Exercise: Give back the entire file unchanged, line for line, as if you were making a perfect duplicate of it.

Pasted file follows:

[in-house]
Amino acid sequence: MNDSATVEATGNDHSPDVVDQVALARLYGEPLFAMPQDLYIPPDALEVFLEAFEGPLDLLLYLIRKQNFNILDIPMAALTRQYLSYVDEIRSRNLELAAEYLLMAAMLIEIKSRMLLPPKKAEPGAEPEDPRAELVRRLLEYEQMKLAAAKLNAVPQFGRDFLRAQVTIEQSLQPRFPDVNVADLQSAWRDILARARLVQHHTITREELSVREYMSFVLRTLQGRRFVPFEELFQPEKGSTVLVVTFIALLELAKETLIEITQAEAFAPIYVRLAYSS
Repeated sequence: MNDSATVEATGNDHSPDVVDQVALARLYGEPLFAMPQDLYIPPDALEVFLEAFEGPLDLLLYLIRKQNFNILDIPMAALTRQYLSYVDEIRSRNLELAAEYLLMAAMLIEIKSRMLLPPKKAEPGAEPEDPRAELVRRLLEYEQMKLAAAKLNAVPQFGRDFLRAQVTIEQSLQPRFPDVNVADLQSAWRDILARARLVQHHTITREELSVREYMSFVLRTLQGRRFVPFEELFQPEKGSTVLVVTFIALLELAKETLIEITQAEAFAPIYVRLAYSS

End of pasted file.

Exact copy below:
[in-house]
Amino acid sequence: MNDSATVEATGNDHSPDVVDQVALARLYGEPLFAMPQDLYIPPDALEVFLEAFEGPLDLLLYLIRKQNFNILDIPMAALTRQYLSYVDEIRSRNLELAAEYLLMAAMLIEIKSRMLLPPKKAEPGAEPEDPRAELVRRLLEYEQMKLAAAKLNAVPQFGRDFLRAQVTIEQSLQPRFPDVNVADLQSAWRDILARARLVQHHTITREELSVREYMSFVLRTLQGRRFVPFEELFQPEKGSTVLVVTFIALLELAKETLIEITQAEAFAPIYVRLAYSS
Repeated sequence: MNDSATVEATGNDHSPDVVDQVALARLYGEPLFAMPQDLYIPPDALEVFLEAFEGPLDLLLYLIRKQNFNILDIPMAALTRQYLSYVDEIRSRNLELAAEYLLMAAMLIEIKSRMLLPPKKAEPGAEPEDPRAELVRRLLEYEQMKLAAAKLNAVPQFGRDFLRAQVTIEQSLQPRFPDVNVADLQSAWRDILARARLVQHHTITREELSVREYMSFVLRTLQGRRFVPFEELFQPEKGSTVLVVTFIALLELAKETLIEITQAEAFAPIYVRLAYSS